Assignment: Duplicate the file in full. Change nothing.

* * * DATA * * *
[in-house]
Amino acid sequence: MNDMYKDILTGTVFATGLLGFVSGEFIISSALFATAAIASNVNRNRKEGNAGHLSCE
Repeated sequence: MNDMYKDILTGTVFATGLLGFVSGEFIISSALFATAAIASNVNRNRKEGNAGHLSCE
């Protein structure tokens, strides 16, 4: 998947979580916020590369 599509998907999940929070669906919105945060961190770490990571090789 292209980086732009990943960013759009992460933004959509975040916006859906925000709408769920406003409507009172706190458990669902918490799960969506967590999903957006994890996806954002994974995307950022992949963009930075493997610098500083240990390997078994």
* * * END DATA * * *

[in-house]
Amino acid sequence: MNDMYKDILTGTVFATGLLGFVSGEFIISSALFATAAIASNVNRNRKEGNAGHLSCE
Repeated sequence: MNDMYKDILTGTVFATGLLGFVSGEFIISSALFATAAIASNVNRNRKEGNAGHLSCE
């Protein structure tokens, strides 16, 4: 998947979580916020590369 599509998907999940929070669906919105945060961190770490990571090789 292209980086732009990943960013759009992460933004959509975040916006859906925000709408769920406003409507009172706190458990669902918490799960969506967590999903957006994890996806954002994974995307950022992949963009930075493997610098500083240990390997078994």